Advisers should familiarise themselves with UWOs

Andrew Wanambwa

Andrew Wanambwa

Unexplained Wealth Orders (UWOs) are a powerful new weapon in the armoury of enforcement agencies.

Anyone who is subject to a UWO must explain whether they hold suspect property and how they came to acquire the property.

UWOs hit the headlines recently because, although they have been available since January this year, the first ever court judgment has now been delivered.

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The judgment upheld a UWO and forced the target (the wife of a foreign ex-banker) to explain how she came to hold a property worth £11.5m. Although the headlines concerning the case focused on the target’s identity and her extravagant spending at Harrods, the judgment itself delivered some powerful lessons and showed that the courts will take a tough approach with those who wish to avoid explaining their wealth.

Importantly, UWOs are available even if there is no hard evidence that the target is guilty of wrongdoing.

It is only necessary to show that there is “reasonable cause” to believe that the target holds property and the known sources of the target’s income are insufficient to have enabled them to purchase the property.  

For example, if a foreign politician has a salary of $50,000 (£39,044) but holds a property in Mayfair worth £10m, they can be required to explain how they lawfully came to acquire the property.

Those who refuse to explain their wealth - or provide an explanation which is unsatisfactory - face having their properties confiscated.

What next?

Based on the recent UWO judgment by the High Court it appears clear for the time being at least that:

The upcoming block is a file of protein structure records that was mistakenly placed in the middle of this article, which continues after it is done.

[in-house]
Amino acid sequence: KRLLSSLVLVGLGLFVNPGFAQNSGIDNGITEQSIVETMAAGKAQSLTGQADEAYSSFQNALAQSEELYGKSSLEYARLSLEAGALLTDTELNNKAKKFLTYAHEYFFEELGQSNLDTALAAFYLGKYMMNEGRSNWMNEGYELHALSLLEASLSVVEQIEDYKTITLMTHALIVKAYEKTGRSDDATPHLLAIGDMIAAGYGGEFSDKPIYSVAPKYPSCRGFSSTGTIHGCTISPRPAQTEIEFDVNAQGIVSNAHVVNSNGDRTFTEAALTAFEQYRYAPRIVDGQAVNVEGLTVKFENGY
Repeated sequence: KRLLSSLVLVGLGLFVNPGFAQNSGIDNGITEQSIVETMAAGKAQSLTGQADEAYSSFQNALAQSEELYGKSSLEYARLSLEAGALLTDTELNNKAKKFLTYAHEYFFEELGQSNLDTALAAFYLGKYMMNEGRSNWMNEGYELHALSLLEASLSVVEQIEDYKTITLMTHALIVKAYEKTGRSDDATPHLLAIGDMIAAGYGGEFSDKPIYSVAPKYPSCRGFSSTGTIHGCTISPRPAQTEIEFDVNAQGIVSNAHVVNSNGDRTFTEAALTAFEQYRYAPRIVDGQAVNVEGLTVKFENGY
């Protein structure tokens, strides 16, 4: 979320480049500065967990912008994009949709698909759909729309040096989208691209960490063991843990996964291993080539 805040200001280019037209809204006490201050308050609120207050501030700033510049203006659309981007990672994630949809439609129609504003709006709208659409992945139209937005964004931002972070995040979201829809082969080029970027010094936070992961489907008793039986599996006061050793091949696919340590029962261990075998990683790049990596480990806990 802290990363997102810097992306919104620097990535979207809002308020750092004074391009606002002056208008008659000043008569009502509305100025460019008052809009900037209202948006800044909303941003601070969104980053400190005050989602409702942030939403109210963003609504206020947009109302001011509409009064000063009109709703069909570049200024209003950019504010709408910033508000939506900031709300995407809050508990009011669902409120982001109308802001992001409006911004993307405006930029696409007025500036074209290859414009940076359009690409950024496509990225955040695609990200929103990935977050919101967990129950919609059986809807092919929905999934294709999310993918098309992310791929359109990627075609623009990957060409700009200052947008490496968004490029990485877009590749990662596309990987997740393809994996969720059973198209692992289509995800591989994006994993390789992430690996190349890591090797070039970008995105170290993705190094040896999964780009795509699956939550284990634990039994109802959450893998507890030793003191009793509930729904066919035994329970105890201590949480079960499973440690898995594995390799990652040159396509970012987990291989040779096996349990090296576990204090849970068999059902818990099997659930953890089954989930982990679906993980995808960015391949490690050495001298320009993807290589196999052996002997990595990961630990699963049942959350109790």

1. The courts will give short shrift to those who seek to avoid UWOs by relying on human rights arguments. In its recent judgment the court recognised the relevant human rights in play - for example, the right to property and the privilege against self-incrimination - but those rights did not prevent the application of the UWO. The target still had to answer the questions or face losing their property.
  2. A wide range of people can be subject to a UWO. This is because both relevant “politically exposed persons” (which includes politicians and others such as senior managers of state-owned enterprises) and their, spouses, family members and “connected” people can be forced to explain their wealth.
  3. There will be more UWOs. It appears that the recent court judgment has emboldened enforcement authorities. On October 3 2018 the National Crime Agency issued a statement in which it indicated it would “seek to quickly move other [UWOs] to the High Court”. Given that bodies such as Transparency International say they have identified over £4.2bn worth of properties bought by politicians and public officials with suspicious wealth, there is ample scope for the extensive use of UWOs in future.

How will this affect financial advisers?

It would be prudent for financial advisers to become familiar with UWOs and advise relevant clients of the new risks associated with such orders.  

As a risk management exercise, clients who feel at risk should consider now how they would answer (or challenge) a UWO and whether they are able to produce the kind of evidence that would meet the requirements of an enforcement agency. 

Andrew Wanambwa is a partner in the dispute resolution team at Lewis Silkin